One of the more fascinating aspects of my job at Sunstone was meeting the average Joe Mormon and chatting with him or her about the Church. Whether it was someone at the hotel we were booking for the symposium, an advertising rep, or even just someone on a plane on the way to an out-of-state conference, the Church inevitably came up when they learned what Sunstone was. What made it fascinating is what these Church members were willing to share when they started to grasp what it meant that we were “Sunstoners”. They’d reveal, sometimes with apprehension in their voice, sometimes even whispering as though worried someone might hear, their problems with the Church.
No one, so far as I can remember, broke down and confessed to being an Atheist. I have little doubt everyone I spoke with was a believing, faithful member and will probably remain so throughout their lives. On some occasions, the problems were bigger and had larger implications, and I could almost sense some fear as the person I spoke with realized they were looking down a path they didn’t want to travel. But typically, the issues were well-trod bloggernacle topics such as “Church is soooo boring (including General Conference) — why can’t they shorten it or make it more interesting?” and “I don’t know about that whole blacks and the priesthood thing.” These people were free to share their true thoughts and issues — something they could never do in a Church setting, even if the issue is as mundane as “General Conference is boring and they repeat the same stuff over and over again.”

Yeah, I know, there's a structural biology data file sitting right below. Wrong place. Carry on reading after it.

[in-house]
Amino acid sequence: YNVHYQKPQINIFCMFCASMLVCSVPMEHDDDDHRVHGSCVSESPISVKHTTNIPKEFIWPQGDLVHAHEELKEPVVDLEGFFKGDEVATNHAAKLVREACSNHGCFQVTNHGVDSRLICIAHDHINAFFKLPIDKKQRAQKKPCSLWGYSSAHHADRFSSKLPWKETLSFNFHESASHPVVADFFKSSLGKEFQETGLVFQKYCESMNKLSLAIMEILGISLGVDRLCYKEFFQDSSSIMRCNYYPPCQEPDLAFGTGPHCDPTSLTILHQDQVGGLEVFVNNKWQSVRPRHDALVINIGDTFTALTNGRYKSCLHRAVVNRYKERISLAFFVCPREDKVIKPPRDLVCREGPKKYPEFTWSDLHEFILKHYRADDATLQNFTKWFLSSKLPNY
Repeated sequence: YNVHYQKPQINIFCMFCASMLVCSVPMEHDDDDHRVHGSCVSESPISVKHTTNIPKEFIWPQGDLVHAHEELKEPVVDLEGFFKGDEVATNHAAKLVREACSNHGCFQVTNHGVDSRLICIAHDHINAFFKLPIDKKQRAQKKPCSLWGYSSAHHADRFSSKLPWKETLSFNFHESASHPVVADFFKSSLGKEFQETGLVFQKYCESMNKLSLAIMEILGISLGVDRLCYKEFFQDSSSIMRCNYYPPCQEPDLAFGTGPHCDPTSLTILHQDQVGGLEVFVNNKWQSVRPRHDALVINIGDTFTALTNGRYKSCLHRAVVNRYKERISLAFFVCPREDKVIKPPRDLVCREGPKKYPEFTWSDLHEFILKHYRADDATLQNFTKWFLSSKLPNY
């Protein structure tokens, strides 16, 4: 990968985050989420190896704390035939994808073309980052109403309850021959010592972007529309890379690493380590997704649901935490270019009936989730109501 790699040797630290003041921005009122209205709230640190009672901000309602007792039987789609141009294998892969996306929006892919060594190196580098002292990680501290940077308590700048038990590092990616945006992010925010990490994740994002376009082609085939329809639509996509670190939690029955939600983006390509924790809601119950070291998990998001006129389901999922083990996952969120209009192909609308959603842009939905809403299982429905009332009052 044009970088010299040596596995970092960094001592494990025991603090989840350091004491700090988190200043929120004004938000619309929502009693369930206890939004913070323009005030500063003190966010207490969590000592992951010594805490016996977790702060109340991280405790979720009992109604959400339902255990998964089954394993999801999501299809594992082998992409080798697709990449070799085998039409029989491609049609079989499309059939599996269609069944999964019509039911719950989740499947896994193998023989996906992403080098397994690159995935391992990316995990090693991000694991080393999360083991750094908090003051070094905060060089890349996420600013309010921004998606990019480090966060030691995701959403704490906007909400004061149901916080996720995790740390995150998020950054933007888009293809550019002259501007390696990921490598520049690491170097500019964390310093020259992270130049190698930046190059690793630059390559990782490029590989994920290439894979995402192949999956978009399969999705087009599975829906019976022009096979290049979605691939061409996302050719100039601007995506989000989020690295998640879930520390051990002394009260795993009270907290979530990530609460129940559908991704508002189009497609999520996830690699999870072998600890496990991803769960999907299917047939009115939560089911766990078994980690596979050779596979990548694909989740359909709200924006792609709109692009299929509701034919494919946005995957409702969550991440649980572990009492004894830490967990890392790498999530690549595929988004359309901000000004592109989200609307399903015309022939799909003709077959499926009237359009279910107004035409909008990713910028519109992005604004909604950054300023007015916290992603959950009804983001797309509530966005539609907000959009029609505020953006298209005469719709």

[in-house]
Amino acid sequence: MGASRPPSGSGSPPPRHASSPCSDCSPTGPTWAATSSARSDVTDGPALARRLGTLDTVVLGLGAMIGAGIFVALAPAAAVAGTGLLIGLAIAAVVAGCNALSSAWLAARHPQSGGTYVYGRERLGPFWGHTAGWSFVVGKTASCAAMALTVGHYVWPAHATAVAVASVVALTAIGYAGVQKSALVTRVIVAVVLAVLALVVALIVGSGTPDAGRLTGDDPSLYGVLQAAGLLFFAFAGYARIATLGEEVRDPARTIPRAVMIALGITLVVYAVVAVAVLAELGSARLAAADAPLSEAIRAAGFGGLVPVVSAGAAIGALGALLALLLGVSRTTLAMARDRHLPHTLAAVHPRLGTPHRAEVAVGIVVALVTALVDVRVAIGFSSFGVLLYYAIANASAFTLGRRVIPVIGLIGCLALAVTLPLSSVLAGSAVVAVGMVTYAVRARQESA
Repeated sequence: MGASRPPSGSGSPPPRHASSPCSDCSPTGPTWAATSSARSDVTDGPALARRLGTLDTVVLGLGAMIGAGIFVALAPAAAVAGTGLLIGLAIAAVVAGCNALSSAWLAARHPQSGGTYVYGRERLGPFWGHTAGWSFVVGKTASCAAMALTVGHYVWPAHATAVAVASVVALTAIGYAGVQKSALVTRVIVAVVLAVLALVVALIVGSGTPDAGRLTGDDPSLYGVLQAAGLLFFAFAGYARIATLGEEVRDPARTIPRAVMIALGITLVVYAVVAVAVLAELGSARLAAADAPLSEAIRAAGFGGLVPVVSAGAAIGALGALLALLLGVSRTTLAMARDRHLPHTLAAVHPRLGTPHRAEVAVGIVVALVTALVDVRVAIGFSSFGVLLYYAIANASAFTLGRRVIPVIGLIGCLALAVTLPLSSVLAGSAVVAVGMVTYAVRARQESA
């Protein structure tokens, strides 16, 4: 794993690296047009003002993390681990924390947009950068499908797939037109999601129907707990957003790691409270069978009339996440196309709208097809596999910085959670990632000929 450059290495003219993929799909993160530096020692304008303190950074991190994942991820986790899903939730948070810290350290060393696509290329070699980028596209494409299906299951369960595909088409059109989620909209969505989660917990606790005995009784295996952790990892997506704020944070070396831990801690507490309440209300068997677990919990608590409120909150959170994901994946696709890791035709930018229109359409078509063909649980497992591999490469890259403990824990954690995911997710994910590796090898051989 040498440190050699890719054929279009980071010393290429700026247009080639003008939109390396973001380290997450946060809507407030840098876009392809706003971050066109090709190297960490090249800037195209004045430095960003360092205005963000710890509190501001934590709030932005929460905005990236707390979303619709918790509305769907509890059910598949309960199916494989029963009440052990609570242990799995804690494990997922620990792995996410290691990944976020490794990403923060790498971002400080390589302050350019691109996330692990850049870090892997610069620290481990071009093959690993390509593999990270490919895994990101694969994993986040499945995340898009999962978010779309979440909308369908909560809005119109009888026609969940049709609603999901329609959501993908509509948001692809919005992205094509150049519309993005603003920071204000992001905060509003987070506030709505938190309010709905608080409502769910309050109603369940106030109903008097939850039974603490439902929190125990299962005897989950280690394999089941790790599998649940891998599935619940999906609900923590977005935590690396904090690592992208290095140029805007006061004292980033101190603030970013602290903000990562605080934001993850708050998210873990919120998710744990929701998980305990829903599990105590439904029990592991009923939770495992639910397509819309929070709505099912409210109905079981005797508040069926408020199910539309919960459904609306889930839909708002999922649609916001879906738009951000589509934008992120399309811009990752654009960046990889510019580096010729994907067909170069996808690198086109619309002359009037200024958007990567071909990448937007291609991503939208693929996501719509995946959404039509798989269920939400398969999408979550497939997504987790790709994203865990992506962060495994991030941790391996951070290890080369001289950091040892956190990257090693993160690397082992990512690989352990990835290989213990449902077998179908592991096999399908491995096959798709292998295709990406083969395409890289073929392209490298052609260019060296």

These conversations and many other experiences have led me to wonder, what do Church members really think? When I sit in Sacrament and gaze around at me fellow members, sometimes there’s nothing I’d like more than to be a mind reader. It’s been said that we all have three lives: a public life, a private life, and a secret life. The public life is pretty self-explanatory — it’s what people see of us at Church, work, social settings, etc. The private life we reserve for our families or close friends only. They might know more about us than we’d ever share in public. The secret life, however, is just for us. No one, not even our spouse, knows this life. (Let me interject, I don’t want to imply that everyone is off having an affair or is secretly a drug dealer; while this is undoubtedly the case for a small minority, most people’s secret life consists of thoughts, emotions, or desires they are too embarrassed, ashamed or unwilling to share with others.)
If we could open up the minds and examine the secret life of those Mormons around us, what would we find? Would someone in the Elders quorum presidency be feeling guilty for looking at porn online the night before? Would the mother to our left be tired of dragging her three young children to Church, thinking she’s only doing this because, “What would my mother think?” Would we find a young father who’s afraid to admit he hates being a parent, since we’re all supposed to love family life in the Church? Would most people be happy to be in Church, or would they be bored? Do they come because they want to, or because they’re supposed to? Would we largely discover doubt or would we largely discover faith? Would we see more dysfunctional homes than we thought, or would we see Mormon families relying on each other, even in tough times? Do Church members feel compelled to believe everything that comes their way from Church leaders, or do they pick and choose, creating a Mormonism inside of themselves that works for them? How many are there because of strong testimonies strengthened by the spirit, and how many are there because they were born Mormon, and if they’d been born into another faith, they’d be down the street at another church?
I can guess at the answers, but I suspect we’ll never be very certain. A lot of these issues above reflect my own perspective and idea of what might be troubling for some; no doubt I’ve missed some issues while inflating others.